International Trade and Investment

Financial services are crucial to U.S. economic prosperity, helping fuel economic activity across all industries. Free and fair-trade and investment agreements promote U.S. economic growth and job creation by expanding opportunities for financial services firms to compete in overseas markets and better serve their clients while enhancing the flow of cross-border capital. Similarly, inbound investment by foreign financial institutions contributes to the vitality of the U.S. economy through direct investments and job creation.

SIFMA supports an open, rules based, global economy in which financial services can do its part to boost exports, investment and global economic growth. SIFMA believes that trade agreements should be comprehensive, broaden market access for financial services firms, and address issues specific to today’s economy in digital trade to enhance U.S. economic competitiveness in the 21st century. To that end, we encourage policymakers to: expand the free flow of goods and services around the world and maximize cross-border investment opportunities; coordinate regulatory approaches across borders to ensure a level playing field for domestic and international firms; and address the rise of impediments to the free flow of data.

U.S.-China Economic Relationship

The U.S.-China economic relationship is one of the most important in the world. SIFMA supports efforts to strengthen the U.S.-China economic relationship including by promoting further opening of China’s financial markets to U.S. and other non-Chinese participants. We therefore welcomed the Phase One Agreement signed in January and applauded the inclusion of important financial services provisions. We encourage both sides to ensure comprehensive implementation of the agreement including the elimination of equity caps on financial services firms invested in China and expanded market access for U.S. financial firms.

Financial Regulatory Cooperation

SIFMA believes that a major obstacle to enhanced trade and investment is uncoordinated and often divergent approaches to financial regulation. As such, we strongly support financial services regulatory dialogue and cooperation. Addressing cross-border regulatory issues through robust dialogues can reduce conflicting rules that add frictions to financial markets, enhance efficiency in cross-border trade and investment, and promote transparency in the rule-making process.

United States-Mexico-Canada Agreement (Trilateral Trade Deal)

SIFMA welcomes the news that the United States, Canada and Mexico have agreed a trilateral trade and investment deal to succeed NAFTA- the United States, Mexico, Canada Agreement (USMCA). For the first time ever in a trade and investment agreement, provisions prohibiting data localization and improving the free flow of data across borders, which are so important to many of our members’ businesses, is protected. USMCA establishes a new high standard for financial services within the context of a U.S. trade agreement.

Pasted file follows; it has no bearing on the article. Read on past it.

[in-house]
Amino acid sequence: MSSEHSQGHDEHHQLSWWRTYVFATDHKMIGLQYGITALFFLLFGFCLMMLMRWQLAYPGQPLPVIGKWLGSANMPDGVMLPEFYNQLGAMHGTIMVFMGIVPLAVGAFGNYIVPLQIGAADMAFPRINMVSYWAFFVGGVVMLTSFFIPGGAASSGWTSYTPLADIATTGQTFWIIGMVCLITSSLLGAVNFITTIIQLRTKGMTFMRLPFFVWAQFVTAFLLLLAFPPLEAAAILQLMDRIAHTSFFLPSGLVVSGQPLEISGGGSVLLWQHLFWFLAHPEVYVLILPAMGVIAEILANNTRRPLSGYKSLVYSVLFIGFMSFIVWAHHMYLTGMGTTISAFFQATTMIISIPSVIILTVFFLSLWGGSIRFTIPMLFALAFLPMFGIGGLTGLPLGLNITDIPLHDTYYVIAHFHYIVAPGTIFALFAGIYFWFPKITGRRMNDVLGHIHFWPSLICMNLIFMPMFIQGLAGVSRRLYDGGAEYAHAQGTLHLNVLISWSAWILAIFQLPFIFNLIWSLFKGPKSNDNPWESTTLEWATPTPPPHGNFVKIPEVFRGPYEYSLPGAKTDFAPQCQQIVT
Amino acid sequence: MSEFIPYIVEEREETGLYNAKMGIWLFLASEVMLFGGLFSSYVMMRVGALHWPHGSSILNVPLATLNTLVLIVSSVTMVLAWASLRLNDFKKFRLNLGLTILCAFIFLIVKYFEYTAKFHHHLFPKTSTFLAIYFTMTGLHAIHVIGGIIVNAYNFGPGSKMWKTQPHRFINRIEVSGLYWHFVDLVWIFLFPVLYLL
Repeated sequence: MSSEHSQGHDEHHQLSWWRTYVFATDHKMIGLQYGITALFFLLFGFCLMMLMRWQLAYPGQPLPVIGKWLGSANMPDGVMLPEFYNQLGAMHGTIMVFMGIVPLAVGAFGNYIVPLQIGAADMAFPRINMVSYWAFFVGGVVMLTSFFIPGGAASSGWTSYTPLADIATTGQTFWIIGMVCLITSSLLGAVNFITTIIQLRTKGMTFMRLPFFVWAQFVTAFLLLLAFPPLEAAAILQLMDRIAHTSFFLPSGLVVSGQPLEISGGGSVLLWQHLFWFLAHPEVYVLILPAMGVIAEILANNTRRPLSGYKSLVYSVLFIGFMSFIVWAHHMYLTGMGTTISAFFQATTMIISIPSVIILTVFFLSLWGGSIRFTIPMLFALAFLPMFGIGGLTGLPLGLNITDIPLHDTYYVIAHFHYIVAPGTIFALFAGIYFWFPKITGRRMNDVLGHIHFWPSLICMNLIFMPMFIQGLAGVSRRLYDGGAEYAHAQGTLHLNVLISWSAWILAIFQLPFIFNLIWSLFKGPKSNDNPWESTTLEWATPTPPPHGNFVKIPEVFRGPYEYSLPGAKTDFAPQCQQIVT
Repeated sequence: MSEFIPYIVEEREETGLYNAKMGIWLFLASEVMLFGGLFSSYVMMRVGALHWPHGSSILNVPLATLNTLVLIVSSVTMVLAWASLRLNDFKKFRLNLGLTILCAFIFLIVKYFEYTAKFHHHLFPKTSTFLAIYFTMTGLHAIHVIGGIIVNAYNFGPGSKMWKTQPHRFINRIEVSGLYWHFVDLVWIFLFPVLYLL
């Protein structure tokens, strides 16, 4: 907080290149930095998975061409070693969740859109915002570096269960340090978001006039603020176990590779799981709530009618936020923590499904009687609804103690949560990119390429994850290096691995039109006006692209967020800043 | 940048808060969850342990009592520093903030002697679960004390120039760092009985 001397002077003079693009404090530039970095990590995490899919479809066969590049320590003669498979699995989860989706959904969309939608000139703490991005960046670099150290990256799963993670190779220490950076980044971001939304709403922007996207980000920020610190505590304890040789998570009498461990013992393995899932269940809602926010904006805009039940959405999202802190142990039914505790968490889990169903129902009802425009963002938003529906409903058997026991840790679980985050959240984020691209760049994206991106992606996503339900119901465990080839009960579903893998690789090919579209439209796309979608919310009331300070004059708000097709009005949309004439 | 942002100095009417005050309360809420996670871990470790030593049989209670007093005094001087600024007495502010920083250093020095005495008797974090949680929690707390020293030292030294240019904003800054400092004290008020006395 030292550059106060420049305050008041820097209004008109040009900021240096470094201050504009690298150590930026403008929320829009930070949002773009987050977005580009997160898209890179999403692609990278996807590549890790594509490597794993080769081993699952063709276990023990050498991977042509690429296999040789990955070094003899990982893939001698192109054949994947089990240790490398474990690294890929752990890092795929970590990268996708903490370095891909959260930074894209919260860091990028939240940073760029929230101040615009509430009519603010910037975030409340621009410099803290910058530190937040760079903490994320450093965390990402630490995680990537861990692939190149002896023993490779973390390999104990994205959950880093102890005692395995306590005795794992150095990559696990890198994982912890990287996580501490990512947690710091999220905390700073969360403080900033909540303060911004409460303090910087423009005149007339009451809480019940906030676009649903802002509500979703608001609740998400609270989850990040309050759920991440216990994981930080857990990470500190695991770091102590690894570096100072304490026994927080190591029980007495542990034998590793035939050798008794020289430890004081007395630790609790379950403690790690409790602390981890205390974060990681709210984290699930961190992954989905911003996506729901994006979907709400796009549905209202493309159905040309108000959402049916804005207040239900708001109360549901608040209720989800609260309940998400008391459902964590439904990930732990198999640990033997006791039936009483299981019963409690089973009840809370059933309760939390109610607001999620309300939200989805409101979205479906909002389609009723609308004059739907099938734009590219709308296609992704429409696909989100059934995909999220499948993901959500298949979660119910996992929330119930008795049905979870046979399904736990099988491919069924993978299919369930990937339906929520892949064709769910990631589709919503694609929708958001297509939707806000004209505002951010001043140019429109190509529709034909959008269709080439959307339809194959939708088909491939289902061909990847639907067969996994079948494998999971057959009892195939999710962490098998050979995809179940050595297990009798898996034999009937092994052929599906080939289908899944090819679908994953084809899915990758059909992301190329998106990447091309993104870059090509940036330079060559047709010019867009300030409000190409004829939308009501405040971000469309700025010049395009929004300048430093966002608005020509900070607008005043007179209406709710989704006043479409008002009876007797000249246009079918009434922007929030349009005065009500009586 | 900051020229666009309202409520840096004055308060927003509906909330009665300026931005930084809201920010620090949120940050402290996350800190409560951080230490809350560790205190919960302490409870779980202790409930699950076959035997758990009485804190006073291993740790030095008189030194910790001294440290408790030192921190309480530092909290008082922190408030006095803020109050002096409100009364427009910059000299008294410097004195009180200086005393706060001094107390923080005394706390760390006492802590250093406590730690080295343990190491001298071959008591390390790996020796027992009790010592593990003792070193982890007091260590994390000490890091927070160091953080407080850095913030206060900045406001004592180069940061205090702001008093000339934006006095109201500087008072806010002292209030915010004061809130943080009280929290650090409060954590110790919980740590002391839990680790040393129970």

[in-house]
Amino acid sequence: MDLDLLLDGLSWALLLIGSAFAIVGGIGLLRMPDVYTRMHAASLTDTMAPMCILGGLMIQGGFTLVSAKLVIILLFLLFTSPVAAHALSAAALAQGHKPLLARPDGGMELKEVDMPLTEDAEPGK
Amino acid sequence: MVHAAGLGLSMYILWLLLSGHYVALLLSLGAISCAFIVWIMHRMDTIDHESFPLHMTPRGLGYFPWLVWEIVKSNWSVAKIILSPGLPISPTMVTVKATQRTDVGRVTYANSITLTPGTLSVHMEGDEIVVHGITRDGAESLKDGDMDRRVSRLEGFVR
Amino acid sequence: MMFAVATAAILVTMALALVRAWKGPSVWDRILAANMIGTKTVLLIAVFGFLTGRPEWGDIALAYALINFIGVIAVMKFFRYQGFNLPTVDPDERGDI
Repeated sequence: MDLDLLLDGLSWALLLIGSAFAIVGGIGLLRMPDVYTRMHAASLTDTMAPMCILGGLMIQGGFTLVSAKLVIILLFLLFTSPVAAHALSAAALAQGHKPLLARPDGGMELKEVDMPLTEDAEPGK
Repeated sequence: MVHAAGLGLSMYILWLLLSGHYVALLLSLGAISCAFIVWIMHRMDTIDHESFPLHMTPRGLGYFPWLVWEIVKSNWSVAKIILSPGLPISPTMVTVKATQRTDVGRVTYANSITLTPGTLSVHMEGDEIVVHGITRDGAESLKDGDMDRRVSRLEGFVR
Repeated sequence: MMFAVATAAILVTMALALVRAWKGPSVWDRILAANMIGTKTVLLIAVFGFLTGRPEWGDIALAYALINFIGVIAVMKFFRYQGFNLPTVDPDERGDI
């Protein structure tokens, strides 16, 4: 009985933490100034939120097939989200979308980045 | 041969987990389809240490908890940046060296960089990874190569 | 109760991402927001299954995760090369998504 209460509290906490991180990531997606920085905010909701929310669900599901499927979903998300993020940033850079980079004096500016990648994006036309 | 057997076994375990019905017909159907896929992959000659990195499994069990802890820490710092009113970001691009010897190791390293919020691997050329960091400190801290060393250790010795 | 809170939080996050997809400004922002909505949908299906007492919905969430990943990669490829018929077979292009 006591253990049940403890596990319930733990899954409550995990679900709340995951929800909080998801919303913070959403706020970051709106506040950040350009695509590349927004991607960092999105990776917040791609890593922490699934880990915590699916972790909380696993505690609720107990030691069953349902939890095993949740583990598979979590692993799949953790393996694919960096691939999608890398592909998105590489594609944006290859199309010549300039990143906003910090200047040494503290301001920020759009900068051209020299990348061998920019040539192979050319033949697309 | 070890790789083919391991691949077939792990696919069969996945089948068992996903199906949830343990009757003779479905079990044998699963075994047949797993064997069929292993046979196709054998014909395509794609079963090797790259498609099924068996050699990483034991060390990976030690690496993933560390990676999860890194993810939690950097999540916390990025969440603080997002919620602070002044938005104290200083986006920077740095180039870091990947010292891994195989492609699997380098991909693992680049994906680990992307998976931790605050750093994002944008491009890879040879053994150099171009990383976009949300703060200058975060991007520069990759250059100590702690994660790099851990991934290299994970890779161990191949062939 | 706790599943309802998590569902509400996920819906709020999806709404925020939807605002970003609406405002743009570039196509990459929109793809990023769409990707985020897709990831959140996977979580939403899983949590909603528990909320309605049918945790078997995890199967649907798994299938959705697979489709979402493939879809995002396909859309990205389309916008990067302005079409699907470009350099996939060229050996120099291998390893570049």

U.S./UK Trade and Regulatory Cooperation

SIFMA believes strongly in free, rules-based international trade and cross-border investment. With the United Kingdom (UK) having set out its negotiating objectives for trade discussions with the U.S., we look forward to the opportunity to feed in to the creation of a comprehensive and forward-looking UK-United States (U.S.) free trade and investment agreement (FTA).

The long-standing UK-U.S. relationship has important economic dimensions, underpinned by significant similarities in the structure and performance of financial services. London and New York remain the world’s leading financial centers. Financial services account for around seven per cent of GDP in both economies. The UK is both the largest consumer of U.S. financial services exports, and the largest supplier of U.S. financial services imports. Both are capital market-based financial systems, with similar regulatory philosophies.

These common foundations mean a future UK-U.S. trade agreement offers an unprecedented opportunity for putting financial services at the heart of a new, 21st century economic relationship and enhancing the economic benefits to both countries.

The future relationship between the UK and U.S. in financial services, through a trade and investment agreement and related mechanisms of cooperation, should aim to have four key characteristics:

  • Ensure that both economies maximize opportunities for exports and cross-border investment in financial services, integrating the U.S.-UK market in financial services and strengthening the competitive advantage of the industry in both the UK and U.S.
  • Be forward looking and transparent and designed to tackle regulatory frictions early in the rule-making process.
  • Strengthen the UK and U.S. as leading influencers of the future international financial regulatory agenda as rule-setters.
  • Help re-define how trade and investment agreements are conceived, by fully integrating services and addressing truly 21st century challenges arising from modern technology and cross-border operations.

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